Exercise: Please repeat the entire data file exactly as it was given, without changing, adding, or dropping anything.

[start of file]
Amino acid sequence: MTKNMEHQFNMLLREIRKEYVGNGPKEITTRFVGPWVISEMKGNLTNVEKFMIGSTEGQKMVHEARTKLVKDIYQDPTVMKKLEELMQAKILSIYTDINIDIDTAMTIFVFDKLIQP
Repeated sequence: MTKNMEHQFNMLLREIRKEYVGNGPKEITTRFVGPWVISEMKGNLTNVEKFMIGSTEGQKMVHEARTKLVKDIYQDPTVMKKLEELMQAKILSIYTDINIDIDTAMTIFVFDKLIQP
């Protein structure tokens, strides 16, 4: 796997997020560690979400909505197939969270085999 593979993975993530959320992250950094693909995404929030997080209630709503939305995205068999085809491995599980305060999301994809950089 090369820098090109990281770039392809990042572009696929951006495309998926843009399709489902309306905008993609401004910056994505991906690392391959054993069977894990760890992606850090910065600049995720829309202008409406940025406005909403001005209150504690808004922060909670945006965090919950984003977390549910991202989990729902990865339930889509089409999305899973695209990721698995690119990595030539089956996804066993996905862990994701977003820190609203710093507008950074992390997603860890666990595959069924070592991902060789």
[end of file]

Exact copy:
Amino acid sequence: MTKNMEHQFNMLLREIRKEYVGNGPKEITTRFVGPWVISEMKGNLTNVEKFMIGSTEGQKMVHEARTKLVKDIYQDPTVMKKLEELMQAKILSIYTDINIDIDTAMTIFVFDKLIQP
Repeated sequence: MTKNMEHQFNMLLREIRKEYVGNGPKEITTRFVGPWVISEMKGNLTNVEKFMIGSTEGQKMVHEARTKLVKDIYQDPTVMKKLEELMQAKILSIYTDINIDIDTAMTIFVFDKLIQP
């Protein structure tokens, strides 16, 4: 796997997020560690979400909505197939969270085999 593979993975993530959320992250950094693909995404929030997080209630709503939305995205068999085809491995599980305060999301994809950089 090369820098090109990281770039392809990042572009696929951006495309998926843009399709489902309306905008993609401004910056994505991906690392391959054993069977894990760890992606850090910065600049995720829309202008409406940025406005909403001005209150504690808004922060909670945006965090919950984003977390549910991202989990729902990865339930889509089409999305899973695209990721698995690119990595030539089956996804066993996905862990994701977003820190609203710093507008950074992390997603860890666990595959069924070592991902060789």